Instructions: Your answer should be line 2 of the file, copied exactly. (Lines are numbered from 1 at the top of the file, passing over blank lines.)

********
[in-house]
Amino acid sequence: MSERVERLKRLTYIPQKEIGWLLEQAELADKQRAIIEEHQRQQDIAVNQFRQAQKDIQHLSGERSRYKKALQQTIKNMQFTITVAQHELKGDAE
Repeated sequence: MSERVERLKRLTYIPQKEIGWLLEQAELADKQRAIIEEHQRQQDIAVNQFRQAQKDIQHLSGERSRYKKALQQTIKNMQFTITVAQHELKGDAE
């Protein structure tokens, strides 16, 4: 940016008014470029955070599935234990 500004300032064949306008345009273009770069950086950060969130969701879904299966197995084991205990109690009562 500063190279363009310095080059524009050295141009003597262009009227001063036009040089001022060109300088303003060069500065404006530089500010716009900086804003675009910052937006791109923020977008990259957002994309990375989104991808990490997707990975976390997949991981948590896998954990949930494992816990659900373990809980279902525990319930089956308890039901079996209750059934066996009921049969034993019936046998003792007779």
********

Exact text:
Amino acid sequence: MSERVERLKRLTYIPQKEIGWLLEQAELADKQRAIIEEHQRQQDIAVNQFRQAQKDIQHLSGERSRYKKALQQTIKNMQFTITVAQHELKGDAE